Why Is It So Hard?

Earlier, we used three examples from the struggles with BIM to explain why the implementation of construction technology is so hard:

  1. Working in silos
  2. Risk and contractual liability
  3. The Vastness of the industry

Each of these is more than just problems faced with BIM. They are problems that each technology enthusiast has to face.

life is hard
Credit to GIPHY

What Are Some Ways For Better Implementation?

Now onto the juicy stuff; here are the top tips from some of the best podcast episodes.

A prominent place to start would be by removing the siloed construction structure. But, short term, that is not possible as it would demand a huge shake-up. One step at a time, please!

As I mentioned above, through my podcast Bricks & Bytes, I have been exploring this subject since April 2022. In this section, I will outline what I have found to be the most effective and exciting ways of implementing technology.


Building Communities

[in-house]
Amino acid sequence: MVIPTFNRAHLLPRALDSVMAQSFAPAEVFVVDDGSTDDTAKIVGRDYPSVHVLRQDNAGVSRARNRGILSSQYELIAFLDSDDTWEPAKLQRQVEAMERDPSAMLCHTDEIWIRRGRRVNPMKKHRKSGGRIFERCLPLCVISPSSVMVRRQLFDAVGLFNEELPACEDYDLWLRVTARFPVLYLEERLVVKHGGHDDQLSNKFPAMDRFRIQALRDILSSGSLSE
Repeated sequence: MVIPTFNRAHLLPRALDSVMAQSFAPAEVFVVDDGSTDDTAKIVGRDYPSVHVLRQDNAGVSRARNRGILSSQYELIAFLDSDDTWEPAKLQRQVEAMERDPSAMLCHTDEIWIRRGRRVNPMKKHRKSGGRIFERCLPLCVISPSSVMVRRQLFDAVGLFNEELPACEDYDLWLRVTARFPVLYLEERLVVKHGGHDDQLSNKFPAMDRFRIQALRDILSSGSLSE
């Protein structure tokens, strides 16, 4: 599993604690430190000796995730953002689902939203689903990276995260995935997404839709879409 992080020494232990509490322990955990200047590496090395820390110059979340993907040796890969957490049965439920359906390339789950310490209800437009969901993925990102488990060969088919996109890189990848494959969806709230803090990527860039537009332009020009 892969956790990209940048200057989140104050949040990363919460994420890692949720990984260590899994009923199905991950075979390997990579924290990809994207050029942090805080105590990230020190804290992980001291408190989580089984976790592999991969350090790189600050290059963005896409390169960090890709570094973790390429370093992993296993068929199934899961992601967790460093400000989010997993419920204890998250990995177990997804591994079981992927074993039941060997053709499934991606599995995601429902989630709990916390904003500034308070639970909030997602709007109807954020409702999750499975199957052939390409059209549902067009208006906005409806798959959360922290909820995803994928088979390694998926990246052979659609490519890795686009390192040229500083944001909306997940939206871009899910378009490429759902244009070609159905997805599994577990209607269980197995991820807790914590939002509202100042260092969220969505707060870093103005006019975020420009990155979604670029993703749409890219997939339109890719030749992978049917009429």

I felt instant resonance when Erin Khan bought this up in our episode. Not only because of what we’re trying to do with our podcast but also our recent attempts to build our Discord community to help spread the word about construction tech.

Here is a clip from the interview where Erin talks about community building:

Here is a quick summary of the clip:

  • Sinking effort into community building is super important
  • Tech champions in SMEs are interested in collaborating and sharing
  • Make a platform, a forum for meeting and discussing regularly

One thing for sure is that the tech community in construction is an amazing bunch of people. People are genuinely willing to share their insights and perspectives, and so setting up a forum for people to do so is a great way to encourage innovation.